ATHENS, Oho — Following the suspension of all fraternities at Ohio University earlier this month for hazing incidents a school spokesperson called a "systemic cultural issue," the school has decided to amend its decision and allow several organizations to operate under modified restrictions. News 5 has obtained complaints with details on alleged hazing by the organizations that remain suspended.
"Within a 48 hour time period, we had allegations against seven organizations—it appeared that there was a systemic cultural issue,” OU spokesperson Carly Leatherwood said.
The university has been under a microscope since November 2018 when a student named Collin Wiant died from asphyxiation after he inhaled nitrous oxide.
In a lawsuit, his family says it was connected to a hazing incident at Sigma Pi, which was expelled by the university on April 11.
Sigma Pi has denied the allegations.
After the recent allegations of hazing, the University moved to suspend all of its fraternities, but according to an Oct. 24 letter, nine fraternities and sororities will be allowed to operate, albeit under "modified restrictions" that state the organizations are allowed to have social functions with supervision.
Those organizations are as follows: Pi Kappa Phi, Alpha Kappa Psi, ACACIA, Phi Chi Theta, Alpha Epsilon Pi, Theta Chi, Pi Beta Phi, Delta Zeta, and Chi Omega.
Two fraternities—Delta Upsilon and Sigma Phi Epsilon— had their restrictions lifted conditionally.
The university has lifted all restrictions on five organizations: Phi Gamma Delta, Phi Delta Theta, Pi Kappa Alpha, Phi Kappa Tau, and Delta Tau Delta.
According to school officials, the university has also lifted the blanket suspension that was previously placed on Inter-fraternity Council Organizations that were not part of the groups placed under cease and desist order.
Four fraternities still under the cease and desist order are Beta Theta Pi, Lambda Chi Alpha, Phi Kappa Psi and Sigma Chi.
Through a public records request, News 5 has obtained some of the allegations made against the fraternities and organizations that remain suspended.
Reports released by the university describe accounts of going through "hell week," where fraternity pledges are forced to sleep in a a basement and forbidden to do anything but go to class.
On Oct. 3, an allegation was filed against Beta Theta Pi stating that pledges were forced to clean active brothers' houses and to drink excessive alcohol. It claims pledges were locked in rooms and interrogated for hours and forced to run five miles at 4 a.m. A separate allegation stated that the frat takes hazing “further than it needs to go."
Last March, Lambda Chi Alpha was accused of forcing members to sleep in a basement during “Hell Week,", where they were not allowed to bathe or do homework. This month, another complaint filed by a parent of a Lambda Chi Alpha pledge alleged that he was forced to sleep in a damp basement, forced to drink to excess, had his phone taken for a week, had an asthma attack and was then taken to the ER by his “brothers." That parent wrote: "The fraternity culture has become dangerous and frightening on all campuses, and leaders must step up."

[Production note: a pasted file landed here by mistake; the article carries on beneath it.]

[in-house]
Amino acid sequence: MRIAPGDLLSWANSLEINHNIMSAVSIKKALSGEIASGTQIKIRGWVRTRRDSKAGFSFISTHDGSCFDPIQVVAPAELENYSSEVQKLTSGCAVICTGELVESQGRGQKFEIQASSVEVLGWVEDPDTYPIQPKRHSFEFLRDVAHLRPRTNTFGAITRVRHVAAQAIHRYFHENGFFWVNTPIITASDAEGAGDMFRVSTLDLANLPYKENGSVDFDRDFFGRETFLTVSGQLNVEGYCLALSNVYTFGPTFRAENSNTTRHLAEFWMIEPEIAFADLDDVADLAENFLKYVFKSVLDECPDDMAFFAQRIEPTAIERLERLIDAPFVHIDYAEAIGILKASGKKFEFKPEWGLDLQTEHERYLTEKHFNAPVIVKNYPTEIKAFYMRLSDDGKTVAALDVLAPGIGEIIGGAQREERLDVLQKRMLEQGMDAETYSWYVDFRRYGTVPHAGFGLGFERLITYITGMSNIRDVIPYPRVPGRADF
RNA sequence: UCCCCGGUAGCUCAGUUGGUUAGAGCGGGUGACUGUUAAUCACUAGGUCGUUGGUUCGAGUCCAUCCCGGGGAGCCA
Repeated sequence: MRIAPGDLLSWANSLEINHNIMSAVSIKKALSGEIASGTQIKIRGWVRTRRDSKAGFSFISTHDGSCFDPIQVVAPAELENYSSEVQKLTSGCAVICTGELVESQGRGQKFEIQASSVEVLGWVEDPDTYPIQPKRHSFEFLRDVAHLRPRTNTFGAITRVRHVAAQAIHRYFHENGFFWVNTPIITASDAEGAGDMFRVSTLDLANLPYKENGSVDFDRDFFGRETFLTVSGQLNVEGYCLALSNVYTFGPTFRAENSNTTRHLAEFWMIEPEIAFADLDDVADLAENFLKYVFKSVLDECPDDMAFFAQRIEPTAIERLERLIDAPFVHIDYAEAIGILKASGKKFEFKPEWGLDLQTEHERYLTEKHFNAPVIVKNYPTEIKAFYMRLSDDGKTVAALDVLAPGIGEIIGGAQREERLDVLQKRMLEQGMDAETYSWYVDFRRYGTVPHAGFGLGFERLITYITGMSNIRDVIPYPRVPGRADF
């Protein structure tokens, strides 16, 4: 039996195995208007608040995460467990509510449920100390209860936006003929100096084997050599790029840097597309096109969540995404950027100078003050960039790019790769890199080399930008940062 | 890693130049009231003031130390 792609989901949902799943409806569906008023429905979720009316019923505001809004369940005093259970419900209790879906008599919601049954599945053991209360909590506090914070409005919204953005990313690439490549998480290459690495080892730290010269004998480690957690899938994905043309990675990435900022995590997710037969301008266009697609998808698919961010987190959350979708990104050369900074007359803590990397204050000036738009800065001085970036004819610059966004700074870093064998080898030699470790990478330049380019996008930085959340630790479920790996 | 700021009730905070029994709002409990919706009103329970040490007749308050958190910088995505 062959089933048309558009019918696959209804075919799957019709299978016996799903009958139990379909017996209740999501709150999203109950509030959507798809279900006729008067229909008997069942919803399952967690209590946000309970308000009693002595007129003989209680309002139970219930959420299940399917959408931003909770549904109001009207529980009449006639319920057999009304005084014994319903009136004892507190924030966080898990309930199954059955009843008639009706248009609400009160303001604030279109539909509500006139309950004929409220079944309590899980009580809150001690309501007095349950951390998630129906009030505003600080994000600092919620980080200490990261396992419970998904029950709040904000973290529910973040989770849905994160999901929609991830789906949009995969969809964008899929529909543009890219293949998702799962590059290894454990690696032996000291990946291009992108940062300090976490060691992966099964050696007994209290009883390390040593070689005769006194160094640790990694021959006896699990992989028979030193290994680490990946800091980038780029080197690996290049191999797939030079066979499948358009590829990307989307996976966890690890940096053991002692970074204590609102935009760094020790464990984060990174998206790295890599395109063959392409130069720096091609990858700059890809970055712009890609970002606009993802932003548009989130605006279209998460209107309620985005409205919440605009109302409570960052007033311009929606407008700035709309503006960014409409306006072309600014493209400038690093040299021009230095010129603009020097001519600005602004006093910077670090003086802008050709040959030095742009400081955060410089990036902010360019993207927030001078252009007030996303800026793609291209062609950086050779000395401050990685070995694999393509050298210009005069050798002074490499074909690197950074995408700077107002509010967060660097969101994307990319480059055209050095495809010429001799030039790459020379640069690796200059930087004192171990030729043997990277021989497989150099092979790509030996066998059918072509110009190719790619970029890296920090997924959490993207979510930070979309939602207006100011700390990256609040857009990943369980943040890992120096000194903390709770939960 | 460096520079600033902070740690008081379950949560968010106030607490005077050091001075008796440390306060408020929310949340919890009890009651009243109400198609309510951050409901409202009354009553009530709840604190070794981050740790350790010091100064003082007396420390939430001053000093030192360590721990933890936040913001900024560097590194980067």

In addition to the fraternity suspensions, just this month, the university has also suspended the school's marching band, the men's rugby club, and a business fraternity. The school has also issued cease and desist orders and launched an investigation into three sororities and a professional fraternity over hazing allegations.
The men's rugby club also allegedly forced a new member to chug liquor and run around the university naked.
A music professor reported students had told him that in 2017 and 2018, new band members would have to partake in a ritual to dirty their band jackets by rolling around in the mud to make them look "vintage." One band member accused of leading the ritual told the professor it was optional. A separate allegation claimed that new band members were sometimes pushed down a hill, saying they had the "s**t beat out of them." The complaint also claimed that band members would use cigarettes to burn holes through the Ohio logo of new members' jackets while they were wearing them.
School officials said they are committed to a safe and respectful campus environment.
A list of student organization statuses can be found here.
In the Oct. 24 letter, the university stated that "These past few weeks have been a testament to this commitment with the advent of hazing allegations that surfaced against several student organizations within a few short days earlier this fall semester."
After learning of recent hazing allegations, the school said it took "swift action" to halt the organizations in which the incidents occurred.